Last Updated on March 2, 2023 by DAVID
When you are asleep, your brain naturally tunes out many of the external stimuli, including the sounds of your own snoring. This is because your brain is wired to prioritize important information and filter out the unimportant information to help you stay asleep and rested.
Additionally, the way sound waves travel through your body and reach your ears may also play a role in why you can’t hear yourself snore. When you snore, the sound waves mainly travel out of your mouth and nose, and then propagate outward into the environment. The sound waves that travel inward toward your ears may be dampened or muffled by the tissues in your head and neck, making it more difficult for you to hear your own snoring.
However, it is worth noting that some people may be able to hear themselves snore, particularly if they snore loudly or have a specific anatomical structure that amplifies the sound waves. In some cases, hearing your own snoring can actually be a sign of a more serious underlying sleep disorder, such as sleep apnea. If you are concerned about your snoring or any other sleep-related issues, it is best to consult with a healthcare professional.
What to do when someone is snoring and you can’t sleep?
When someone is snoring and it’s keeping you from sleeping, there are several things you can do to help yourself fall asleep:
- Use earplugs or white noise: Earplugs can help block out the sound of snoring. Alternatively, you can try playing white noise, such as a fan or a sound machine, to help drown out the snoring.
- Nudge the snorer: Gently nudging the snorer can sometimes interrupt their snoring and cause them to shift positions. This might help reduce the intensity of their snoring or stop it altogether.
- Ask the snorer to change positions: Sometimes, changing positions can help reduce snoring. Ask the snorer to try sleeping on their side instead of their back.
- Use a separate sleeping area: If the snoring is particularly disruptive, you may want to consider sleeping in a different room. This will allow you to get a good night’s sleep without being disturbed by the snoring.
- Seek medical advice: If snoring is a chronic issue, it may be a sign of a more serious condition, such as sleep apnea. In this case, it’s important to seek medical advice and treatment to address the underlying issue.
Is it normal to snore?
Yes, snoring is a common occurrence and is considered normal for many people. In fact, studies have shown that up to 45% of adults snore occasionally, while 25% snore habitually. Snoring occurs when the flow of air through the mouth and nose is partially blocked during sleep, causing the tissues in the throat to vibrate and produce a sound.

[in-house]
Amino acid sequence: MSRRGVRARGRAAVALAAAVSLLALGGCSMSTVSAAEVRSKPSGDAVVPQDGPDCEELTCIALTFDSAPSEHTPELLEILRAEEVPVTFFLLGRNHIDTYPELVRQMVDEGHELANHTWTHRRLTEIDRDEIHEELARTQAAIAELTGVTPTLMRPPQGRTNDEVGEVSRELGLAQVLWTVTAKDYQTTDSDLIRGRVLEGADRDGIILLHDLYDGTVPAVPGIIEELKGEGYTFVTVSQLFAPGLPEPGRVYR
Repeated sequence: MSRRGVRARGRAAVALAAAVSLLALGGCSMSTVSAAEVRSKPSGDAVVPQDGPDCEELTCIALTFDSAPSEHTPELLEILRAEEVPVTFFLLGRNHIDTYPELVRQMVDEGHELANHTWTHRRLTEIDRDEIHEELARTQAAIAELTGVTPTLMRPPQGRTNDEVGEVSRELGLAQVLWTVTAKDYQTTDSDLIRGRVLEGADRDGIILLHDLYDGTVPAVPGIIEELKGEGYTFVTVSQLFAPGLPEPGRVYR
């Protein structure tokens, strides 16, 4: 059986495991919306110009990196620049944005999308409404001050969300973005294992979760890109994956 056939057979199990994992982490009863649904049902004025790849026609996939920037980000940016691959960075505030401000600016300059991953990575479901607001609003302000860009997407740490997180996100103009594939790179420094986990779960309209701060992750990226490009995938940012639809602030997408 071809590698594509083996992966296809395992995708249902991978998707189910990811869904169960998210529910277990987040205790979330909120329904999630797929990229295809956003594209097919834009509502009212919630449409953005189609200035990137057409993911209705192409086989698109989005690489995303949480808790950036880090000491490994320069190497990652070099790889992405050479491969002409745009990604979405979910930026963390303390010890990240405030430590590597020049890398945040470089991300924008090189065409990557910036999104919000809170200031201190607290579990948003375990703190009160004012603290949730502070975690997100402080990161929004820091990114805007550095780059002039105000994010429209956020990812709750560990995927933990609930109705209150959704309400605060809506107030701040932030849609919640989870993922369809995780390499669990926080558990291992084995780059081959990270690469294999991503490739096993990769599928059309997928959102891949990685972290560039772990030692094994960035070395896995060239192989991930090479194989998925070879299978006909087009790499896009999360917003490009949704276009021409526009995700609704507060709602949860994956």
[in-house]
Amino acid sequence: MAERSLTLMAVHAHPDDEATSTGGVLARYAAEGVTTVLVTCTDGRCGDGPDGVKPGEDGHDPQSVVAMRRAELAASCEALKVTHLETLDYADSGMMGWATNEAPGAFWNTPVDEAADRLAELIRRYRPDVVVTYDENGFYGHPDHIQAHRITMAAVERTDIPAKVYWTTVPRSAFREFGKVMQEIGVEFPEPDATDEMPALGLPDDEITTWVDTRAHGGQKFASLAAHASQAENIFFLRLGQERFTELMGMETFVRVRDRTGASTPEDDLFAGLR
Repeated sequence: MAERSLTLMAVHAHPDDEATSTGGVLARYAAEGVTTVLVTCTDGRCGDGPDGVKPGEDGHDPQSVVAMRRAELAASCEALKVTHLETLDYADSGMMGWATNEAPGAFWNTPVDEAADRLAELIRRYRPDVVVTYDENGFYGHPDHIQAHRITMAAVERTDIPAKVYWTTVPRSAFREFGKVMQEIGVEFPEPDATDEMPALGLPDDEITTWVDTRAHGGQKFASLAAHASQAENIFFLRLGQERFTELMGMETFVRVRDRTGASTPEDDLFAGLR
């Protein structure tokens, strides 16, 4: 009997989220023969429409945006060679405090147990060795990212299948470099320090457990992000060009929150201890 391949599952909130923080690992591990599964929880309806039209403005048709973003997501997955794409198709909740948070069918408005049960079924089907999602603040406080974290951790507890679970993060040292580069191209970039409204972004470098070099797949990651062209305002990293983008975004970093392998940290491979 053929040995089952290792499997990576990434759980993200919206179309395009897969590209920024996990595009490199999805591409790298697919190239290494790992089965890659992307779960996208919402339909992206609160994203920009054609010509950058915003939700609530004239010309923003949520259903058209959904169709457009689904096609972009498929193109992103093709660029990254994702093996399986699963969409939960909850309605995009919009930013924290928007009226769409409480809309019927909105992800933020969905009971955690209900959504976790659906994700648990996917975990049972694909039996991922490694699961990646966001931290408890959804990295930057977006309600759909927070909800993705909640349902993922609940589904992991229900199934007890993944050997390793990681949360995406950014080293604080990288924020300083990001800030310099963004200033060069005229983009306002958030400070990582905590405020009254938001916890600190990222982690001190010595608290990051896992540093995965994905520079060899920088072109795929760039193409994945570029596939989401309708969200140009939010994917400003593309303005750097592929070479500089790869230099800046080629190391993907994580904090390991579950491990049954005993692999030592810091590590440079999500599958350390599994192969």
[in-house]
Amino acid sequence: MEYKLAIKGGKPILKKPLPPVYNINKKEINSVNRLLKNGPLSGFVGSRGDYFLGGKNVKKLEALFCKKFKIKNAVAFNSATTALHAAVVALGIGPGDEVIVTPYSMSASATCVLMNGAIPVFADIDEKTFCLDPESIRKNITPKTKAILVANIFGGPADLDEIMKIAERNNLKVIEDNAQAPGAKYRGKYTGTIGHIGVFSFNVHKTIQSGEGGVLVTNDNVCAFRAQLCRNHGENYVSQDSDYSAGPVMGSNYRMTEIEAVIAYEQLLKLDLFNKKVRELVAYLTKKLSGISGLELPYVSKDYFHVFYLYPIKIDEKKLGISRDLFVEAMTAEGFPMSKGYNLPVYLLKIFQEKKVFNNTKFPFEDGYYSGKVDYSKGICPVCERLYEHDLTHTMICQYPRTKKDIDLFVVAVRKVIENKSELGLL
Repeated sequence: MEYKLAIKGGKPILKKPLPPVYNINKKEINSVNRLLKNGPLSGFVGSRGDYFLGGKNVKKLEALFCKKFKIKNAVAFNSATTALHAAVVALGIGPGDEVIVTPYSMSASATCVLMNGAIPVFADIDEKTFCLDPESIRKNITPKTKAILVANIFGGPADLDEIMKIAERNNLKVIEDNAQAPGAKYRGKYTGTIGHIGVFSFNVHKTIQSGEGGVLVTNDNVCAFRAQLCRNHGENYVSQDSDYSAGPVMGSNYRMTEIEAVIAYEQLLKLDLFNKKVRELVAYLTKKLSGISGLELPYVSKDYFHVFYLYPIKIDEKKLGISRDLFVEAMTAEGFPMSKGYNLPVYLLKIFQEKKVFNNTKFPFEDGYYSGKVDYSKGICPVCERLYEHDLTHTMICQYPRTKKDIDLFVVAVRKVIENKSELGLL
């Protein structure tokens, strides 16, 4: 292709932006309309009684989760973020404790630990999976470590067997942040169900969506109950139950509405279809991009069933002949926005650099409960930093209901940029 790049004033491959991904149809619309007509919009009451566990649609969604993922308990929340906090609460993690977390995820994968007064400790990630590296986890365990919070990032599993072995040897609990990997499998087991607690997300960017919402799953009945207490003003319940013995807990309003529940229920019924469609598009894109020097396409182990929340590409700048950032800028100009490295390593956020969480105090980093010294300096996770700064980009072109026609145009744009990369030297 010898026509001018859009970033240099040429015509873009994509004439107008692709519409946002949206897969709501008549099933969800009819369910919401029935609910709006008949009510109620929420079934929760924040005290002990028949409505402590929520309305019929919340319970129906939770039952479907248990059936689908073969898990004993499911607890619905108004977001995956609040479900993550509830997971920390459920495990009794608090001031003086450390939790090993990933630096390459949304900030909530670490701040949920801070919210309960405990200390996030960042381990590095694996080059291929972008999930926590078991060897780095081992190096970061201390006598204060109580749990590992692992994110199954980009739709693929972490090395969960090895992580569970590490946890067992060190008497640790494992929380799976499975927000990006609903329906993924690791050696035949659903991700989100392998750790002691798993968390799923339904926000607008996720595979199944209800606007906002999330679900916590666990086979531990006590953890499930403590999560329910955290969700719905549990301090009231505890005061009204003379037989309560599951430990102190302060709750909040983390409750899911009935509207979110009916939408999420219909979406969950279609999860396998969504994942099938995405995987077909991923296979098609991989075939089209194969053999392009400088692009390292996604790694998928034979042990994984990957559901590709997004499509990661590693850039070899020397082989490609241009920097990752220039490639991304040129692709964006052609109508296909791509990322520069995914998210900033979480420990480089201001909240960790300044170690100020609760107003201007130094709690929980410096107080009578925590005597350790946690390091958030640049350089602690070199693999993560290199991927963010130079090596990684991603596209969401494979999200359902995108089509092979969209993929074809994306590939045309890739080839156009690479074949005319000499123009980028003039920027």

However, snoring can sometimes indicate a more serious underlying condition, such as sleep apnea, which is a sleep disorder that causes a person to stop breathing for short periods during sleep. If snoring is accompanied by other symptoms such as excessive daytime sleepiness, gasping or choking during sleep, or frequent waking during the night, it may be a good idea to consult a doctor to rule out any underlying health issues.
Is snoring bad for your heart?
Yes, snoring can be bad for your heart. Snoring is a common symptom of sleep apnea, a condition in which a person’s breathing repeatedly stops and starts during sleep. Sleep apnea has been associated with several risk factors for heart disease, including high blood pressure, obesity, and diabetes.
People with sleep apnea may experience episodes of low oxygen levels during sleep, which can cause stress on the heart and lead to the development or worsening of cardiovascular disease. In addition, the loud and persistent snoring that often accompanies sleep apnea can also disrupt sleep and cause daytime sleepiness, which can further increase the risk of heart disease.
If you or a loved one snores regularly, it is recommended to speak with a healthcare professional to determine if it is a symptom of sleep apnea or another underlying condition that may need treatment. Treating sleep apnea can not only improve sleep quality but also reduce the risk of developing or worsening heart disease.
Why do I snore now when I never used to?
There can be several reasons why you might start snoring even if you never used to snore before. Here are some possible reasons:
- Age: As we age, our muscles, including the ones in our throat and mouth, tend to become weaker. This can cause the tissues to vibrate more easily during sleep, leading to snoring.
- Weight gain: When you gain weight, especially around the neck area, it can put pressure on the airway and cause it to narrow, leading to snoring.
- Smoking or alcohol consumption: Smoking and drinking alcohol can relax the muscles in the throat and mouth, leading to snoring.
- Allergies or congestion: Allergies or nasal congestion can make it difficult to breathe through the nose, which can lead to snoring.
- Sleeping position: Sleeping on your back can cause the tongue and soft palate to collapse to the back of the throat, narrowing the airway and causing snoring.
If you are experiencing new or worsening snoring, it is recommended to speak with a healthcare professional to determine the underlying cause and develop an appropriate treatment plan. Snoring can be a symptom of a serious condition, such as sleep apnea, which may require medical intervention.
David is a Certified Sleep Science Coach who analyzes sleep products and appears. He completed his master’s degree in journalism Industry from University of Hawai’i. He wants to make sure good night’s sleep for all.